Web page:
The Holy Martyr Emilian, who was a Slav, suffered for Christ during the reign of Emperor Julian the Apostate (361-363). Julian wanted to restore the cult of the pagan gods throughout the Roman Empire, and he issued an edict, according to which all Christians who failed to honor the pagan gods would be subject to death.
St Emilian lived in the Thracian city of Dorostolum on the banks of the River Dunaj (Danube).The imperial edict was read in the city square, but the people of Dorostolum declared that there were no Christians in the city.
St Emilian was a slave of a cruel and fanatical idolater, and was a secret Christian. Some sources state that he was the son of a local officer named Sabbatianus. When the father learned that Emilian believed in Christ, he was so enraged that he insulted him with vulgar words and had him whipped. He pointed out that he could expect even worse things to happen to him if he remained a Christian.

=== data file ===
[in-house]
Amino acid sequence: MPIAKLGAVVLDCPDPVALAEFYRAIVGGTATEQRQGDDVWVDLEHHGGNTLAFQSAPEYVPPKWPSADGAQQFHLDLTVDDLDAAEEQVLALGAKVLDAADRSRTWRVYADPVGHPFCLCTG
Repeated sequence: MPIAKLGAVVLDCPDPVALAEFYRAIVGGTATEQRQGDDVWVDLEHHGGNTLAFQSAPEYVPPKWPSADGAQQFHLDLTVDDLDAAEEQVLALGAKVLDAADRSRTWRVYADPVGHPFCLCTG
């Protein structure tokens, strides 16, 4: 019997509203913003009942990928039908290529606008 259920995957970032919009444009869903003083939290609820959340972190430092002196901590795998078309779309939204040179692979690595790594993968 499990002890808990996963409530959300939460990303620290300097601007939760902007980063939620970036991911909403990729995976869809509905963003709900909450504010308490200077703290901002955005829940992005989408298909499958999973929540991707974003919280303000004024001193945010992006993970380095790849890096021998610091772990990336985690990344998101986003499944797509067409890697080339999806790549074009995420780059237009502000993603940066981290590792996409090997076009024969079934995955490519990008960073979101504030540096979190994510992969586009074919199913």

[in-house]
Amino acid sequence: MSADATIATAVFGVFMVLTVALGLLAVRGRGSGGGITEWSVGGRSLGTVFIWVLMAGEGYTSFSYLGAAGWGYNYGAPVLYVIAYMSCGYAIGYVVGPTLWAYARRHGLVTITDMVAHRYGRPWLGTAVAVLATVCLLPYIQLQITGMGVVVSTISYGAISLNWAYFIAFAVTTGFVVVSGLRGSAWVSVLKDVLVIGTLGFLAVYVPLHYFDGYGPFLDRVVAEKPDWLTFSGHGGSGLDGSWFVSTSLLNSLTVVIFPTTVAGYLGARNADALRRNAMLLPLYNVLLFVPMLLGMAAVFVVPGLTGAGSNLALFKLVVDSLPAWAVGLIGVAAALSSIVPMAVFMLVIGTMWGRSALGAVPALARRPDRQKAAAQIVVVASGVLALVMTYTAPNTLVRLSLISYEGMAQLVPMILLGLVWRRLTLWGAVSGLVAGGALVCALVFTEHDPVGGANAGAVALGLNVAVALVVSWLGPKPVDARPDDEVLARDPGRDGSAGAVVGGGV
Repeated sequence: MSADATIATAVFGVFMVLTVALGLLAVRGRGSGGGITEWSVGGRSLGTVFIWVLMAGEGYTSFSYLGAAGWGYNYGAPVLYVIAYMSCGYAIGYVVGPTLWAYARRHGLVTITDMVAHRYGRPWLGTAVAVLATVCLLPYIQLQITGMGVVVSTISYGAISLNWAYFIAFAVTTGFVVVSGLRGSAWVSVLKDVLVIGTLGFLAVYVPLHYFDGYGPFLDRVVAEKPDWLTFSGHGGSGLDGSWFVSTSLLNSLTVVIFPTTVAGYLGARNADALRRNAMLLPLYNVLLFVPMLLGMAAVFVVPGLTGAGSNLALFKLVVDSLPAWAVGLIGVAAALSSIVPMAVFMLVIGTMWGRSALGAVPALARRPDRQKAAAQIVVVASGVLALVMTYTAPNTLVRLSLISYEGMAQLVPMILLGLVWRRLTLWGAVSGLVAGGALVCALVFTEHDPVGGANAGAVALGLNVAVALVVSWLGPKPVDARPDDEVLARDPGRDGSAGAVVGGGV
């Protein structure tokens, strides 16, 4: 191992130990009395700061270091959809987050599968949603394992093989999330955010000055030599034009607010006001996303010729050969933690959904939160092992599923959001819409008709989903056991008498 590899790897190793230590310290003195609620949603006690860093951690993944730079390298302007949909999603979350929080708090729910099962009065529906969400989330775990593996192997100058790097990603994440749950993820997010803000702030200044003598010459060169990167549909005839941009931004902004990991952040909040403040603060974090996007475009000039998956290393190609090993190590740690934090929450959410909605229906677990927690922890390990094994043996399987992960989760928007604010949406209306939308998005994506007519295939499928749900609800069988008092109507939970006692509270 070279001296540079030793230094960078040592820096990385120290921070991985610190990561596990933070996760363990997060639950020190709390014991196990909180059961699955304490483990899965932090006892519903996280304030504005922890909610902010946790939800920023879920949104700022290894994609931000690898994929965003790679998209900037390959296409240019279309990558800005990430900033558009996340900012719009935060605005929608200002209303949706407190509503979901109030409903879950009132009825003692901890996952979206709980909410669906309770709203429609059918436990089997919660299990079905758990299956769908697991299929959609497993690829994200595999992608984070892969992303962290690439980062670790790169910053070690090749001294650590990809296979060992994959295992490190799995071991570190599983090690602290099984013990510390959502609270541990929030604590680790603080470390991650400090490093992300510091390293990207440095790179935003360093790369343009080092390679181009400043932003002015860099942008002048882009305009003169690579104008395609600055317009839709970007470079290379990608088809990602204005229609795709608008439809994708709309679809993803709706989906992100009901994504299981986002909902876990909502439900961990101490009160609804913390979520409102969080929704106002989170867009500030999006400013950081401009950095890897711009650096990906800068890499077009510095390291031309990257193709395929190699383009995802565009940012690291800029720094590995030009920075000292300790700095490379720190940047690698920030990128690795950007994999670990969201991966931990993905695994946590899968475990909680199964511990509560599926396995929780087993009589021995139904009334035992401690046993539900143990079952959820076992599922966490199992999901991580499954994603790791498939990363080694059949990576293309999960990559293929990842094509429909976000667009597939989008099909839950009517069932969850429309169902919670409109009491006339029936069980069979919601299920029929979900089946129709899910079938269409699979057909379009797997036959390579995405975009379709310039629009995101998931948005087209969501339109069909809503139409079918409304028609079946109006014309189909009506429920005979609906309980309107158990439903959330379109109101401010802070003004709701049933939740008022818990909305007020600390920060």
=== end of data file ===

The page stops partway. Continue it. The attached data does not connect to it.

Instead of being intimidated by these threats, St Emilian’s faith in Christ was strengthened. The next day he went into a pagan temple and smashed the statues with a hammer.
An angry crowd started to beat a certain Christian, who was passing by. St Emilian then shouted out loudly that they should not harm that innocent man, since he himself was the one who had damaged the pagan temple.
The saint was seized and brought to Capitolinus the governor for judgment. In spite of further threats, St Emilian would not deny Christ. “He is my Lord, and I will never deny Him,” the martyr exclaimed. The governor ordered that St Emilian be beaten mercilessly, and then to be burned alive. He did not perish when he was thrown into the fire, but instead the flames consumed many of the pagans who were standing about. When the fire had gone out, St Emilian lay down upon the dying embers, and gave up his soul to the Lord. The wife of the pagan ruler was also a secret Christian, and she gathered up the saint’s relics and buried them. Afterward, a church dedicated to the holy Martyr Emilian was built at Constantinople, where his relics were transferred.